Scars - Weekend

Scars

By Portia G. Malinao

 

Illustration by Geraldine Sypiecco
Illustration by Geraldine Sypiecco

I HAVE scars on different parts of my body. I have dark, lumpy spots on my legs that I do not want exposed. Heck, they are ugly. These scars are to blame for my limited fashion sense — they keep me from wearing the trendiest shorts in public. And when flawless skin is what every woman wants, scars are seen as a hindrance to beauty.

So I wanted my scars removed. I went to a drugstore to buy Contractubex, an expensive scar-erasing serum heavily advertised on TV, only to have a sudden change of heart. I realized that removing my scars is actually bidding goodbye to the memories they represent. Deep beneath these damaged parts of my skin are treasures that keep important chapters of my life. While these scars manifest pain, they, too, are recollections of the old times — the times I became myself.

I remember my girlhood. On late afternoons when the sky turns from light blue to lilac, many children would gather in the streets of our village and play. I was one of those kids — the girl wearing short hair that flew just right above my jawbone. Yes, I always had a boyish cut (it stayed that way because once it grew past my nose, my father would have it cut in a barber shop). Well-acquainted with every child in our street, I joined any game, running in the shorts and sleeveless shirt I wore under my school uniform in the morning.

My childhood was full of happy, adventurous moments: the first time I climbed up a sturdy mango tree, went up a roof to retrieve a ball that my playmates and I did not mean to put there, and jumped high over the Chinese garter. Sometimes I’d trip and fall. I’d get a painful wound that would later turn into a nasty scar.

Now that I am beginning to have a better understanding of things, I see my scars differently. The scars I once considered nasty have turned out to be marks of privilege I had when I was young, shiny, reddish reminders that my parents did not deprive me of my childhood. My scars are testimonies that silently bespeak the times I understood and felt the word home beyond its conventional meaning.

I have scars on both knees that I, as “it,” sustained from trying to outsmart and catch a playmate. I was taking a shortcut, and when I was sure I was going to get her, I tumbled with my face next to the ground. I did not cry, though deep inside I panicked because my knees were throbbing with intense pain. Our housekeeper who saw the incident immediately brought me to Papa Noel inside the house. I was afraid he was going to scold me, point out my clumsiness. But no, he asked me how I felt and treated my wound right away. He cleaned the wounded area with hydrogen peroxide, applied antiseptic, and put on a bandage. He did this every day for a week and a half. Since I could not stand properly — bending my knees hurt — I did not attend school for a week to speed up the healing process. Now, the wounds on my knees that used to cause me pain have become scars that remind me of my father’s care — of home.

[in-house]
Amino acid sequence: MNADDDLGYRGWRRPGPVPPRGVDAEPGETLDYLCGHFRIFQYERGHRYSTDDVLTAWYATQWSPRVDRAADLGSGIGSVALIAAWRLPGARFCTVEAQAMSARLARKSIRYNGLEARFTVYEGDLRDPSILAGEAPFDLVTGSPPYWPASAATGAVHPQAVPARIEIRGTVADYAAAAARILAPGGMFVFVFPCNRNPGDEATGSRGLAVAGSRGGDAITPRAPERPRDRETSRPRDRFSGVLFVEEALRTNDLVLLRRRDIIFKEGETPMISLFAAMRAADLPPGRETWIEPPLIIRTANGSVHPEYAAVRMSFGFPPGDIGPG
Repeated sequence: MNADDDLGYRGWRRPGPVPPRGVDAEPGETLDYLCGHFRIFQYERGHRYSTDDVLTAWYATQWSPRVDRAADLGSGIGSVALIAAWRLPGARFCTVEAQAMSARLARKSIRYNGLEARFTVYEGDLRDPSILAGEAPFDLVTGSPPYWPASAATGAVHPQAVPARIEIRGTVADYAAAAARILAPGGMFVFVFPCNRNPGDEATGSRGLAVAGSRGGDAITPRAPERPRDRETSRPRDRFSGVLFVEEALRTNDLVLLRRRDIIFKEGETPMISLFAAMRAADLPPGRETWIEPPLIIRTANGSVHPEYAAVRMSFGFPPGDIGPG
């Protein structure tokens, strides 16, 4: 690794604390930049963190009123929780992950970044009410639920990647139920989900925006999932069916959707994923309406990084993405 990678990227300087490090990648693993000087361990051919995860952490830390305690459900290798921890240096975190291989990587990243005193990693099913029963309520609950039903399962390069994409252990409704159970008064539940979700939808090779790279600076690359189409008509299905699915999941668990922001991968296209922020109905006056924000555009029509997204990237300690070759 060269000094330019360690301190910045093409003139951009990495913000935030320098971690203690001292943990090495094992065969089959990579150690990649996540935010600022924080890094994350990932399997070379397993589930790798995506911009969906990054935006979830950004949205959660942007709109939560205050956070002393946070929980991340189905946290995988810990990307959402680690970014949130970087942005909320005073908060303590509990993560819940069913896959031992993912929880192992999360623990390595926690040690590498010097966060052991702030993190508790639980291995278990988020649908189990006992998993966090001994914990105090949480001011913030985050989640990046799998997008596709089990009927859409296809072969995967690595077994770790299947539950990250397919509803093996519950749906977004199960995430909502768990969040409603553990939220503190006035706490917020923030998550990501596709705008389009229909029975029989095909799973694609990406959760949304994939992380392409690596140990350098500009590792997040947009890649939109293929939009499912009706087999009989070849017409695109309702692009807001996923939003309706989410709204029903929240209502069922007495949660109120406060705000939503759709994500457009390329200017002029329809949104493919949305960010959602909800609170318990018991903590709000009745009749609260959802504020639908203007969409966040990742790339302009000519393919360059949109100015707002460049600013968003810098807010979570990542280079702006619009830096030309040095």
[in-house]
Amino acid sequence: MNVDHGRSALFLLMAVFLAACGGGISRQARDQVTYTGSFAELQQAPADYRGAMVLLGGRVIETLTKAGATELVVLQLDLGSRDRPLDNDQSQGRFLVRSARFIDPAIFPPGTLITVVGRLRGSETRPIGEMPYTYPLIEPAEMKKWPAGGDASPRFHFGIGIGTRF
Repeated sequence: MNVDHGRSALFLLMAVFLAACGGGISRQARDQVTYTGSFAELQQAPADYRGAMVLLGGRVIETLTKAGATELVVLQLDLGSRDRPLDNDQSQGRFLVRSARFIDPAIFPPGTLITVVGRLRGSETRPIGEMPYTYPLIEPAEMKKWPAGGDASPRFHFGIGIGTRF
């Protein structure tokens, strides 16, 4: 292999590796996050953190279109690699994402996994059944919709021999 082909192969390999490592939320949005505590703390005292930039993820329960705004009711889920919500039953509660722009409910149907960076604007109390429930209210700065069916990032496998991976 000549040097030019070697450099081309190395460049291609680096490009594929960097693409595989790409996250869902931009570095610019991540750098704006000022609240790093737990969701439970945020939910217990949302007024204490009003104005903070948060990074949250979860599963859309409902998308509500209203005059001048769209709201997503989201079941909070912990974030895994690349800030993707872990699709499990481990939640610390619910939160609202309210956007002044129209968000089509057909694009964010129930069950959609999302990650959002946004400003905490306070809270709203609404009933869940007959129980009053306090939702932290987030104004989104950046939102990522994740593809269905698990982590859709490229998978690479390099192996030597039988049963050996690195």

My forehead, the inside part of my right leg, and lower part of left thigh just above the knee are dotted with scars. They were marks left by chickenpox. I felt lonely when I got infected with the highly contagious disease because I needed to stay indoors for a week, and even people inside the house needed to keep distance from me, all of them but Mama Tess. She took care of me, made sure I was taking the prescribed medicines, kept me hydrated, changed my clothing to keep me cool, and reminded me not to scratch the rashes (although from time to time I yielded to the temptation of easing the itch). Now, whenever I see my chickenpox scars, I remember the comfort my mother showered me — I remember home.

On my right arm, just below the elbow, is another scar. This one looks the ugliest, but it carries the happiest memory. I got it when I fell off the bicycle while Ate Grimpil was teaching me how to ride one. I used my arm to stop the fall and promptly got an aching wound, which expectedly turned into yet another scar. Nonetheless, this scar reminds me of the moments I bonded with my sister when we were younger. And possibly, this scar, like a tattoo, will become one with me forever, as a beautiful symbol not only of true friendship but of home as well.

For some, scars are barriers to beauty. For me, scars, my scars, make me beautiful.

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